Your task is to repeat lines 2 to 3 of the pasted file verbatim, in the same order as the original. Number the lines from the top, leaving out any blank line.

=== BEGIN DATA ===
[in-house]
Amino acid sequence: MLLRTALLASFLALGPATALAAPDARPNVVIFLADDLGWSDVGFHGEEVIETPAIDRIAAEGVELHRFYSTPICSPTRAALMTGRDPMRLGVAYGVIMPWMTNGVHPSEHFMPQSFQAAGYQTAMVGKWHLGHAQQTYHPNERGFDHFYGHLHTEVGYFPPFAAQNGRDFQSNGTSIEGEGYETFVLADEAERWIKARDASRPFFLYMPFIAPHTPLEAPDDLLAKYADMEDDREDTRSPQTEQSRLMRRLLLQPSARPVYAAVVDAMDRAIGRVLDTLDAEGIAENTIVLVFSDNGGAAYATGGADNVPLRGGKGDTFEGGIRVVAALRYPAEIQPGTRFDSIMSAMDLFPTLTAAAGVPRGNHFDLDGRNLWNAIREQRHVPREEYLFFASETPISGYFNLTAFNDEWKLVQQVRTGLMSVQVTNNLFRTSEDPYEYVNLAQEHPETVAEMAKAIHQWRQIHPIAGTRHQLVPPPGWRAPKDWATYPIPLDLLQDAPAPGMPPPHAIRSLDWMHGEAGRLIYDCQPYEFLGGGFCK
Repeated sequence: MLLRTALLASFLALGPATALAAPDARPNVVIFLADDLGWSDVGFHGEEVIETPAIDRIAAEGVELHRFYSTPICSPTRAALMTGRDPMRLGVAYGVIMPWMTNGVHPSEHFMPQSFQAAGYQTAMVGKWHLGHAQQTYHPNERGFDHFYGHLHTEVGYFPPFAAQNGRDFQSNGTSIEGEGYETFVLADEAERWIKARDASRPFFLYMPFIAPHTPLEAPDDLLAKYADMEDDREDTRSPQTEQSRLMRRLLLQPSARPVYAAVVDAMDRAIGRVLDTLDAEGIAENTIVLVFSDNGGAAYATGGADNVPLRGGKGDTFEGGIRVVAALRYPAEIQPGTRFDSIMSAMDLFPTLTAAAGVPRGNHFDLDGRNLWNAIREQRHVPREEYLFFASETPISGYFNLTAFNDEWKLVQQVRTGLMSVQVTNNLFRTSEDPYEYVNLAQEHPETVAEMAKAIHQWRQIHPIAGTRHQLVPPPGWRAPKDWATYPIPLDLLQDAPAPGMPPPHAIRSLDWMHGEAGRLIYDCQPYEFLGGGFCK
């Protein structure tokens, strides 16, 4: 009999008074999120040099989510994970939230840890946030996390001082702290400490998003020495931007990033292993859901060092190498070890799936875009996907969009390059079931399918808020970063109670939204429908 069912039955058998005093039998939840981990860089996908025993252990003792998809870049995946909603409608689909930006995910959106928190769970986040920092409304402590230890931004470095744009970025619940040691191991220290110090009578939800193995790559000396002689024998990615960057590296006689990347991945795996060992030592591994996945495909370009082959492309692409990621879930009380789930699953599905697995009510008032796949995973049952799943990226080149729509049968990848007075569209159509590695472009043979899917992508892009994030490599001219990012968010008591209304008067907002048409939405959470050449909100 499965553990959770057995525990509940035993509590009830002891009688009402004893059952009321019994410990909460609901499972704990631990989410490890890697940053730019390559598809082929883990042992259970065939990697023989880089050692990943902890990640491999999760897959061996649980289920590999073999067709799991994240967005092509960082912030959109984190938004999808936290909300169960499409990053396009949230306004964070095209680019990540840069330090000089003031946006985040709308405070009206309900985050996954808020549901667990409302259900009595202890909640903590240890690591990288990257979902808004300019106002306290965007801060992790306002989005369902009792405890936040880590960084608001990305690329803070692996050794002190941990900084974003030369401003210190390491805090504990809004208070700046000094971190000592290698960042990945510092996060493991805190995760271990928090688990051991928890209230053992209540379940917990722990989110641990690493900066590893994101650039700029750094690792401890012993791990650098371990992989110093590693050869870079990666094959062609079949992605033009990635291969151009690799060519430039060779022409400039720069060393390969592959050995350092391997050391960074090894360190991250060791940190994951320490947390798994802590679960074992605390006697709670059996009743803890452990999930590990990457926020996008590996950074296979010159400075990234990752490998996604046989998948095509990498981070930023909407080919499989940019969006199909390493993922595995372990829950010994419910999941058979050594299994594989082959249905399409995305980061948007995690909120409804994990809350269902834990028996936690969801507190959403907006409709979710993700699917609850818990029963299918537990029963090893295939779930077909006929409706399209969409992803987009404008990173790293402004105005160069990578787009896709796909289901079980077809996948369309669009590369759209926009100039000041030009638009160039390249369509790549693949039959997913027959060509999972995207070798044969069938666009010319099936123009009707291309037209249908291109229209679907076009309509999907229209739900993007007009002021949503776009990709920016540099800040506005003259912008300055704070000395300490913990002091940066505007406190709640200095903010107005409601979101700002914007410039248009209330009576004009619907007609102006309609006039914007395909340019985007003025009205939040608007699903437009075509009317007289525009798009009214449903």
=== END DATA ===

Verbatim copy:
Amino acid sequence: MLLRTALLASFLALGPATALAAPDARPNVVIFLADDLGWSDVGFHGEEVIETPAIDRIAAEGVELHRFYSTPICSPTRAALMTGRDPMRLGVAYGVIMPWMTNGVHPSEHFMPQSFQAAGYQTAMVGKWHLGHAQQTYHPNERGFDHFYGHLHTEVGYFPPFAAQNGRDFQSNGTSIEGEGYETFVLADEAERWIKARDASRPFFLYMPFIAPHTPLEAPDDLLAKYADMEDDREDTRSPQTEQSRLMRRLLLQPSARPVYAAVVDAMDRAIGRVLDTLDAEGIAENTIVLVFSDNGGAAYATGGADNVPLRGGKGDTFEGGIRVVAALRYPAEIQPGTRFDSIMSAMDLFPTLTAAAGVPRGNHFDLDGRNLWNAIREQRHVPREEYLFFASETPISGYFNLTAFNDEWKLVQQVRTGLMSVQVTNNLFRTSEDPYEYVNLAQEHPETVAEMAKAIHQWRQIHPIAGTRHQLVPPPGWRAPKDWATYPIPLDLLQDAPAPGMPPPHAIRSLDWMHGEAGRLIYDCQPYEFLGGGFCK
Repeated sequence: MLLRTALLASFLALGPATALAAPDARPNVVIFLADDLGWSDVGFHGEEVIETPAIDRIAAEGVELHRFYSTPICSPTRAALMTGRDPMRLGVAYGVIMPWMTNGVHPSEHFMPQSFQAAGYQTAMVGKWHLGHAQQTYHPNERGFDHFYGHLHTEVGYFPPFAAQNGRDFQSNGTSIEGEGYETFVLADEAERWIKARDASRPFFLYMPFIAPHTPLEAPDDLLAKYADMEDDREDTRSPQTEQSRLMRRLLLQPSARPVYAAVVDAMDRAIGRVLDTLDAEGIAENTIVLVFSDNGGAAYATGGADNVPLRGGKGDTFEGGIRVVAALRYPAEIQPGTRFDSIMSAMDLFPTLTAAAGVPRGNHFDLDGRNLWNAIREQRHVPREEYLFFASETPISGYFNLTAFNDEWKLVQQVRTGLMSVQVTNNLFRTSEDPYEYVNLAQEHPETVAEMAKAIHQWRQIHPIAGTRHQLVPPPGWRAPKDWATYPIPLDLLQDAPAPGMPPPHAIRSLDWMHGEAGRLIYDCQPYEFLGGGFCK